How music 'communicates at the deepest level', and instinct trumps intellect every time. From yesterday's speech at the Silver Clef Awards.
The band accepted a 'lifetime achievement' award from the British Music Industry yesterday, at the 30th Nordoff-Robbins Silver Clef Awards. Nordoff Robbins
is a charity which administers music-related therapies to mentally and physically handicapped people for whom music becomes a vital means of expression.
Here's the speech Bono gave:
'A humbling thing for a lyricist to accept is that the band might have been right, back in the early days when they told me: no one listens to the lyrics, just get us a chorus
I took their advice in the '80s, I fought against them in the '90s, now in the early zeros, I'm starting to realize that they might have been right all along...
The head can't rule the heart... a feeling is so much stronger than a thought...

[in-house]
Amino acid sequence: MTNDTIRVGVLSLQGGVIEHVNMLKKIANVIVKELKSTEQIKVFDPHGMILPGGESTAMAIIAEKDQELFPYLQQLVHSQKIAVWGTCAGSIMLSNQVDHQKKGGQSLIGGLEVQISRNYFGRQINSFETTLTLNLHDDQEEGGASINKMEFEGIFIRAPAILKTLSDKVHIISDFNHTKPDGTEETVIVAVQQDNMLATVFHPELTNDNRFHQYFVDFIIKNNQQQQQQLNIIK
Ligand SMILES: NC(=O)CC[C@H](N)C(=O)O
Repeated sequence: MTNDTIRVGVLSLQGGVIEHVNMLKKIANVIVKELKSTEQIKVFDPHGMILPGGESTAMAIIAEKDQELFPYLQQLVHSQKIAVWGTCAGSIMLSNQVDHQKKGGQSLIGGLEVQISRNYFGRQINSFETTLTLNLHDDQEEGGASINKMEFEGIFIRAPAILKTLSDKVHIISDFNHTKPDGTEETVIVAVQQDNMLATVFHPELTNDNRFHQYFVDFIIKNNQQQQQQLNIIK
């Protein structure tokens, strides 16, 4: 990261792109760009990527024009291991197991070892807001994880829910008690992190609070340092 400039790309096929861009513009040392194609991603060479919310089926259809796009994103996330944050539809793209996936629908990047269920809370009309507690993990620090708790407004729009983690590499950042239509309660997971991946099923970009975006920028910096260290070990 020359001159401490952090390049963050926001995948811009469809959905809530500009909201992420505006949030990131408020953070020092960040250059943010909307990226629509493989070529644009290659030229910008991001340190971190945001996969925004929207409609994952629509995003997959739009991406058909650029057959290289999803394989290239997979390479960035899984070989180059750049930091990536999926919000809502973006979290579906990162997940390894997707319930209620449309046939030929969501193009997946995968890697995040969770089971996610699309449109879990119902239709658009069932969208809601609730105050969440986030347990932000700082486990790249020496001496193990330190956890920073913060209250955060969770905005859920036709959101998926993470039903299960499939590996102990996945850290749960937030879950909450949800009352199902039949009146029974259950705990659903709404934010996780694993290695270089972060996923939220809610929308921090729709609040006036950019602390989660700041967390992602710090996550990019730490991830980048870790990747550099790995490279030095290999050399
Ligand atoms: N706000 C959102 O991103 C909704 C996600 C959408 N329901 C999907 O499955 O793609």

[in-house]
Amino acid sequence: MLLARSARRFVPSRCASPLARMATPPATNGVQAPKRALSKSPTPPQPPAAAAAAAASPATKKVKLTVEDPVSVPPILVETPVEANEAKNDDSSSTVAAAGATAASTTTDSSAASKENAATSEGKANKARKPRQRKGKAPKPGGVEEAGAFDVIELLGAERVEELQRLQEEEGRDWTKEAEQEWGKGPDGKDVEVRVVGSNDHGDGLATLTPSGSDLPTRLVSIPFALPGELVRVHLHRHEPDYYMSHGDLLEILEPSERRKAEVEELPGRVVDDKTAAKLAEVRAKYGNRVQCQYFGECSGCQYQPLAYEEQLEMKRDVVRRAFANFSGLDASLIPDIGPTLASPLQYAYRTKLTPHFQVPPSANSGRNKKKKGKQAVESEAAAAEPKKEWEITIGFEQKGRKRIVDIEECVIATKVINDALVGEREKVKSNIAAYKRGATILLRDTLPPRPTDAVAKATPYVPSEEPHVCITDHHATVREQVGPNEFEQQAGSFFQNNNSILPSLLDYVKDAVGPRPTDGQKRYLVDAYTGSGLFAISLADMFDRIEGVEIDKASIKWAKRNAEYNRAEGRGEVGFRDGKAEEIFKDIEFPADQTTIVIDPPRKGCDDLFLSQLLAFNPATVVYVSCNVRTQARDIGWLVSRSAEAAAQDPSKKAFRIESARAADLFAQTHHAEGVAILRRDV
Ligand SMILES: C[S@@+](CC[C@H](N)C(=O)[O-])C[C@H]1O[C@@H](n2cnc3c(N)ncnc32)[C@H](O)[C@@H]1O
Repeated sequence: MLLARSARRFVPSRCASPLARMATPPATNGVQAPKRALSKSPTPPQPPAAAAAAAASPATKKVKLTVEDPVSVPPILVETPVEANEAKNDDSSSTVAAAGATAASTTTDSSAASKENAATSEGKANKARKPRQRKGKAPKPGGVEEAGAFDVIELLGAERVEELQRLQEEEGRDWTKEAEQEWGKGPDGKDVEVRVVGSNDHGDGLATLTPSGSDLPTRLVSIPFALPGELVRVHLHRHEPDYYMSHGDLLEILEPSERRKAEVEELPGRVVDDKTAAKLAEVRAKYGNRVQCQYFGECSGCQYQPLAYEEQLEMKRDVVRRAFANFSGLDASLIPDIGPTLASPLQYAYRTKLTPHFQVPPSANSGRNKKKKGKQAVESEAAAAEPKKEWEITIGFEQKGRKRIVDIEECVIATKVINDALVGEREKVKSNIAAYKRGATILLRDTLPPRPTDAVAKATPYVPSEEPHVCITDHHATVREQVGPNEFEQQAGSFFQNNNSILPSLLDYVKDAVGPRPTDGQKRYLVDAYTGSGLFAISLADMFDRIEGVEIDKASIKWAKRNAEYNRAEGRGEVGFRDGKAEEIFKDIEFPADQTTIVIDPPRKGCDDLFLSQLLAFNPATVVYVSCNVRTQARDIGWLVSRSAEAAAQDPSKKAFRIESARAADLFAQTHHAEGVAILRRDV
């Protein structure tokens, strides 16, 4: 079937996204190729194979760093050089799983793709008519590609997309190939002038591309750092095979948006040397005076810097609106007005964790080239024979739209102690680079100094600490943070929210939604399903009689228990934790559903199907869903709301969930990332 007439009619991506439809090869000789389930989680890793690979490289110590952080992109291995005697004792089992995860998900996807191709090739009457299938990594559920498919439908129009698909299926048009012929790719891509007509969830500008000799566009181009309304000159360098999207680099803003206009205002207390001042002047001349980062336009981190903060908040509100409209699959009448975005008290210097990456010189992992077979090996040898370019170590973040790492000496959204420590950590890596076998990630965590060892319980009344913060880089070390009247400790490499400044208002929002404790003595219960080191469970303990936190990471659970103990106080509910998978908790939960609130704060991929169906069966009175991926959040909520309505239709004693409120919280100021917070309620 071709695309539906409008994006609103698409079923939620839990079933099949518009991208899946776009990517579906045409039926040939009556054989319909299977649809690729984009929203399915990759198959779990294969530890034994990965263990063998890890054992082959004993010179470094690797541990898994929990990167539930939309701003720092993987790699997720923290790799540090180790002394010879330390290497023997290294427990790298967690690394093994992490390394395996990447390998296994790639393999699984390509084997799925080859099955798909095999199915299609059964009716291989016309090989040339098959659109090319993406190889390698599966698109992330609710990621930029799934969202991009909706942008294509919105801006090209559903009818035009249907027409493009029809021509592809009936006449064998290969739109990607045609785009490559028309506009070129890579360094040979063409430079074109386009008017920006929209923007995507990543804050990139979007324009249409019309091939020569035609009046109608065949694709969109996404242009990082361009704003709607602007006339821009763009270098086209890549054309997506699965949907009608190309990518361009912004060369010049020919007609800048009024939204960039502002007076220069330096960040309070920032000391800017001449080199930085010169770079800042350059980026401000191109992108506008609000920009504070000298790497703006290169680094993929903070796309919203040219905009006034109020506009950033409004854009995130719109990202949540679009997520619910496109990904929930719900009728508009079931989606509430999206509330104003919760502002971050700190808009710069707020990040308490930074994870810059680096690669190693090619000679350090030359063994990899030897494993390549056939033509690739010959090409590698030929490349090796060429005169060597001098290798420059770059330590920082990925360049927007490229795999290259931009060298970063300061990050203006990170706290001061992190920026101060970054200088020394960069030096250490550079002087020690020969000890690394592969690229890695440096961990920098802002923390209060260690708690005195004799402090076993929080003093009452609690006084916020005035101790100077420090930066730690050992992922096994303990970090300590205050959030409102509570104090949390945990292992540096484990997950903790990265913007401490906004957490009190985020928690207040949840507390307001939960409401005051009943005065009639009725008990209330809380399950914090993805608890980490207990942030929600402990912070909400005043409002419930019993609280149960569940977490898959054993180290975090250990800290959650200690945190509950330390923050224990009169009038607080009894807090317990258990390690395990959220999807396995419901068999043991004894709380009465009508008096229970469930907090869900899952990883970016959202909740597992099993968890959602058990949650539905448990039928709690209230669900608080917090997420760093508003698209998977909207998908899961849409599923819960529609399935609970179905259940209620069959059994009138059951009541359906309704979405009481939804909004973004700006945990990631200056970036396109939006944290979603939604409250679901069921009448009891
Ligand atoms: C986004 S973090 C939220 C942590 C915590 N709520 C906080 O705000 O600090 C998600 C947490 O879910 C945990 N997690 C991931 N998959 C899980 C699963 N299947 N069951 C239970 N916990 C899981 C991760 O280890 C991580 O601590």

'A feeling is so much stronger than a thought.'
That's really been the modus operandi of this band, and that's something you wouldn't have to explain to Dr Nordoff and Mr Robbins.
They've always known it.
Using music as a tool for education, not really lyrics, music - because music communicates at the deepest level.
In truth, the band have been more eloquent than their singer... I'm in the band too...
I may suggest the location, sketch the terrain, but they go there. I try to put into words and melody the music we create as a band.
Sometimes I feel a bit like a weatherman, watching the way the wind blows.
The Irish don't talk about the weather much -- you Brits do it much better. But actually, I've written a lot about the weather. I've been called the Michael Fish of lyricists. Not just in the 80s, even recently. Beautiful Day, Electrical Storm, Staring at the Sun.
Our music has always been elemental, instinct over intellect every time.
If we've pulled off anything as a band, it's the emotional directness of our music. But why do we still go on?
Because we need it... in truth, we're holding on to the music more tightly than anyone who comes to our shows or buys our albums.
We need it. The therapy.'